Thanks to a dramatic increase in available microbial genome sequences, there is increasing evidence that metal ion resistance and antibiotic resistance are linked by being carried on the same mobile genetic elements that are capable of being moved between bacterial species and strains. Antimicrobial metal resistances could be contributing to the more pressing problem of resistance to modern antibiotics.

M0012706 Title-page to: 'A treatise on mercury.'When mercury resistance was beginning to be reported in clinically important bacteria in the 1960s, it was found to be genetically linked to penicillinase plasmids in S. aureus. Comparing these clinical isolates with samples from the ‘pre-antibiotic era’ – some from 10,000 year old Siberian permafrost, others from the first half of the 20th century – leads the authors of this review to conclude that the Tn21 family of mercury resistance transposons – a type of mobile genetic element – could have evolved stepwise into multi-drug resistance transposons, eventually carrying genes conferring resistance to streptomycin, chloramphenicol and tetracycline as well as mercury.

This evidence for the co-carriage – and potential for co-selection – of metal ion resistance and antibiotic resistance genes could be important when thinking about approaches to combat antibiotic resistance, particularly given the increasing use of metals with antimicrobial properties in consumer products, from plasters to water filters.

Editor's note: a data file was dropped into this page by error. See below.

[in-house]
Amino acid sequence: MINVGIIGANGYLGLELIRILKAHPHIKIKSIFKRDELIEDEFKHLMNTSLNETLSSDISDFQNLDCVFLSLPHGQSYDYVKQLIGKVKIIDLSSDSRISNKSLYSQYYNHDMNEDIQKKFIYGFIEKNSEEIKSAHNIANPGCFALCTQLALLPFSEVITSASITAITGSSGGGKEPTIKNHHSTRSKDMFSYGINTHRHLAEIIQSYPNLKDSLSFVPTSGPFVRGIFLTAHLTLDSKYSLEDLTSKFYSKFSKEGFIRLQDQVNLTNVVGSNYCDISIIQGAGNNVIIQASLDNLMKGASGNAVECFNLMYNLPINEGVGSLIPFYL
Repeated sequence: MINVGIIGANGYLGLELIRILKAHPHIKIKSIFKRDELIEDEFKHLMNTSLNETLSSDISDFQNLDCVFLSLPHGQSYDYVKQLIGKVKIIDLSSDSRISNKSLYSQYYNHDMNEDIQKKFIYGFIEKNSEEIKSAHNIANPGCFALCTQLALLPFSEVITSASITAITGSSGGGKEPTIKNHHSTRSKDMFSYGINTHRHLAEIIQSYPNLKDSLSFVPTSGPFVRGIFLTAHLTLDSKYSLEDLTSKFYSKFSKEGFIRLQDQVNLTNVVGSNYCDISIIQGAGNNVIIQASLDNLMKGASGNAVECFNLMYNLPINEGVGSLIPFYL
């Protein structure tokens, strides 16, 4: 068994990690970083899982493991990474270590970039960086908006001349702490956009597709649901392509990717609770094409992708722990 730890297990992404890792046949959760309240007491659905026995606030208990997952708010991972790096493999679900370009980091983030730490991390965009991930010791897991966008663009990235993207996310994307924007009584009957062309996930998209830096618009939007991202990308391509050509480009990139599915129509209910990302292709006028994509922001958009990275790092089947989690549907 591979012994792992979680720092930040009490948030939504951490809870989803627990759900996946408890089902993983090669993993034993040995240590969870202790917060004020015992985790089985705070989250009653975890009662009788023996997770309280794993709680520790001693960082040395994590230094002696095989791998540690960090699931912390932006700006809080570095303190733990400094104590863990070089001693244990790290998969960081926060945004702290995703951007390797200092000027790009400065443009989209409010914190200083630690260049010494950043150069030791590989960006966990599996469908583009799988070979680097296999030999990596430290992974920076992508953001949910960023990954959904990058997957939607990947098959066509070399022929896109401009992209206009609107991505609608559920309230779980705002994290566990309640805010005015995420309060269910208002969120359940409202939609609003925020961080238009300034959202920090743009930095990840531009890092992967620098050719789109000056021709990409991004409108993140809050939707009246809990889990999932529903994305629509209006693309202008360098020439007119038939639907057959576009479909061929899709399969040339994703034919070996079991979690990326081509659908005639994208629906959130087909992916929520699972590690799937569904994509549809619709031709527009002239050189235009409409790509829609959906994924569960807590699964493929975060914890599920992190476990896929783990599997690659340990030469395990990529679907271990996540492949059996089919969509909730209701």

It could also provide a worrying glimpse into the future of resistance to modern antibiotics. Current advice emphasises the need to limit use of antibiotics, on the assumption that reducing the pressure for bacteria to carry resistance genes will lead to their loss by natural selection. However, mercury resistance has persisted despite the fact that antimicrobial use of mercury compounds has all but stopped – a phenomenon that the authors admit is surprising.

Could antibiotic resistance genes persist in bacterial populations in a similar way, even if use declines?

Hobman and Crossman’s article also reminds us that microbiology can often take a human-centric view. While antibiotic resistance to modern antibiotics is usually seen as a problem of treatment failure, the way that resistance genes spread is an ecological problem. Understanding this could provide important lessons for future attempts to manage antibiotic resistance.

You can read the full article, Bacterial antimicrobial metal ion resistance, in the Journal of Medical Microbiology. Jemima Hodkinson is on the Wellcome Trust Graduate Development Programme and you can find more details of the scheme on the Wellcome Trust website. This post was originally published on Microbe Post – the blog from the Society of General Microbiology.

Image Credits: Top: Mercury byLa Belle Lumière on Flickr, CC-BY-NC-ND, Arsenic and Treatise on Mercury from Wellcome Images